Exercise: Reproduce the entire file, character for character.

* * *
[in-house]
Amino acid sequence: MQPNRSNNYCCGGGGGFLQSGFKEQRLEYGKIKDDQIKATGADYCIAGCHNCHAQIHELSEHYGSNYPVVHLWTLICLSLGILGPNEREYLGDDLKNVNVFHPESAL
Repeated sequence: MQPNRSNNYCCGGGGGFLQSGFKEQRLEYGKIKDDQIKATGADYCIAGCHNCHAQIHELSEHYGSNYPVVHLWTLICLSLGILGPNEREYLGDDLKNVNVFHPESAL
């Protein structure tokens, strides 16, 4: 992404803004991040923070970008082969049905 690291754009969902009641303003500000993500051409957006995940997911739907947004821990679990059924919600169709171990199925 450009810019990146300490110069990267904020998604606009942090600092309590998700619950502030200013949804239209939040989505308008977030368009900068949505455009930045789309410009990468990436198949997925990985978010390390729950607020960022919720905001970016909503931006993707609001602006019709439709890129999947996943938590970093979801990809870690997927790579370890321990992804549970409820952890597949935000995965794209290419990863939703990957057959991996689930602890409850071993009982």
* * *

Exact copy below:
[in-house]
Amino acid sequence: MQPNRSNNYCCGGGGGFLQSGFKEQRLEYGKIKDDQIKATGADYCIAGCHNCHAQIHELSEHYGSNYPVVHLWTLICLSLGILGPNEREYLGDDLKNVNVFHPESAL
Repeated sequence: MQPNRSNNYCCGGGGGFLQSGFKEQRLEYGKIKDDQIKATGADYCIAGCHNCHAQIHELSEHYGSNYPVVHLWTLICLSLGILGPNEREYLGDDLKNVNVFHPESAL
């Protein structure tokens, strides 16, 4: 992404803004991040923070970008082969049905 690291754009969902009641303003500000993500051409957006995940997911739907947004821990679990059924919600169709171990199925 450009810019990146300490110069990267904020998604606009942090600092309590998700619950502030200013949804239209939040989505308008977030368009900068949505455009930045789309410009990468990436198949997925990985978010390390729950607020960022919720905001970016909503931006993707609001602006019709439709890129999947996943938590970093979801990809870690997927790579370890321990992804549970409820952890597949935000995965794209290419990863939703990957057959991996689930602890409850071993009982």